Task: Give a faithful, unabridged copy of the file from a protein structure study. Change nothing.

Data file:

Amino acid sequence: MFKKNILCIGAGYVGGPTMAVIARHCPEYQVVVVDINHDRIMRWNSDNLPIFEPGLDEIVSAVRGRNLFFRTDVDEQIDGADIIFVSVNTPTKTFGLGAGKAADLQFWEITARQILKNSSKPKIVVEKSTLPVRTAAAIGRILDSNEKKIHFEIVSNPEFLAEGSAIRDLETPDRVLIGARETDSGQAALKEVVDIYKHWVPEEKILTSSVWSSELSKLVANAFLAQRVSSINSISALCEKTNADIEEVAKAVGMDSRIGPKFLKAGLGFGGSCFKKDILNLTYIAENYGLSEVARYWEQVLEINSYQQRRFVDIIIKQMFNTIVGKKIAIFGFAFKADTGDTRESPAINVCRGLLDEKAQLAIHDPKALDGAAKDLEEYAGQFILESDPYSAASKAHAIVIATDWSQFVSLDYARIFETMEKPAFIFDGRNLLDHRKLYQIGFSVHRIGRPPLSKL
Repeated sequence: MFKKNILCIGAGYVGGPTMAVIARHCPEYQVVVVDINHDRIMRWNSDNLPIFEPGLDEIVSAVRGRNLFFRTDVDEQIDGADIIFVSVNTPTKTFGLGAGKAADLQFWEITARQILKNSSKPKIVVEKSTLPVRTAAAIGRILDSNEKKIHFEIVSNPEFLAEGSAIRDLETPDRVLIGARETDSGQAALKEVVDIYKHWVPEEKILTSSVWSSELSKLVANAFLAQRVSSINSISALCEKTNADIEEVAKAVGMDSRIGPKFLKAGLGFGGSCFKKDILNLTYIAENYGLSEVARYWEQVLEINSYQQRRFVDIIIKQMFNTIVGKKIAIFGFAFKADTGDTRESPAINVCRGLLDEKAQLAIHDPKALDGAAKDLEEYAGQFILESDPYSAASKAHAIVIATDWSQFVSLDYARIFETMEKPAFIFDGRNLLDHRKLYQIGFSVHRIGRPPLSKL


Amino acid sequence: MFKKNILCIGAGYVGGPTMAVIARHCPEYQVVVVDINHDRIMRWNSDNLPIFEPGLDEIVSAVRGRNLFFRTDVDEQIDGADIIFVSVNTPTKTFGLGAGKAADLQFWEITARQILKNSSKPKIVVEKSTLPVRTAAAIGRILDSNEKKIHFEIVSNPEFLAEGSAIRDLETPDRVLIGARETDSGQAALKEVVDIYKHWVPEEKILTSSVWSSELSKLVANAFLAQRVSSINSISALCEKTNADIEEVAKAVGMDSRIGPKFLKAGLGFGGSCFKKDILNLTYIAENYGLSEVARYWEQVLEINSYQQRRFVDIIIKQMFNTIVGKKIAIFGFAFKADTGDTRESPAINVCRGLLDEKAQLAIHDPKALDGAAKDLEEYAGQFILESDPYSAASKAHAIVIATDWSQFVSLDYARIFETMEKPAFIFDGRNLLDHRKLYQIGFSVHRIGRPPLSKL
Repeated sequence: MFKKNILCIGAGYVGGPTMAVIARHCPEYQVVVVDINHDRIMRWNSDNLPIFEPGLDEIVSAVRGRNLFFRTDVDEQIDGADIIFVSVNTPTKTFGLGAGKAADLQFWEITARQILKNSSKPKIVVEKSTLPVRTAAAIGRILDSNEKKIHFEIVSNPEFLAEGSAIRDLETPDRVLIGARETDSGQAALKEVVDIYKHWVPEEKILTSSVWSSELSKLVANAFLAQRVSSINSISALCEKTNADIEEVAKAVGMDSRIGPKFLKAGLGFGGSCFKKDILNLTYIAENYGLSEVARYWEQVLEINSYQQRRFVDIIIKQMFNTIVGKKIAIFGFAFKADTGDTRESPAINVCRGLLDEKAQLAIHDPKALDGAAKDLEEYAGQFILESDPYSAASKAHAIVIATDWSQFVSLDYARIFETMEKPAFIFDGRNLLDHRKLYQIGFSVHRIGRPPLSKL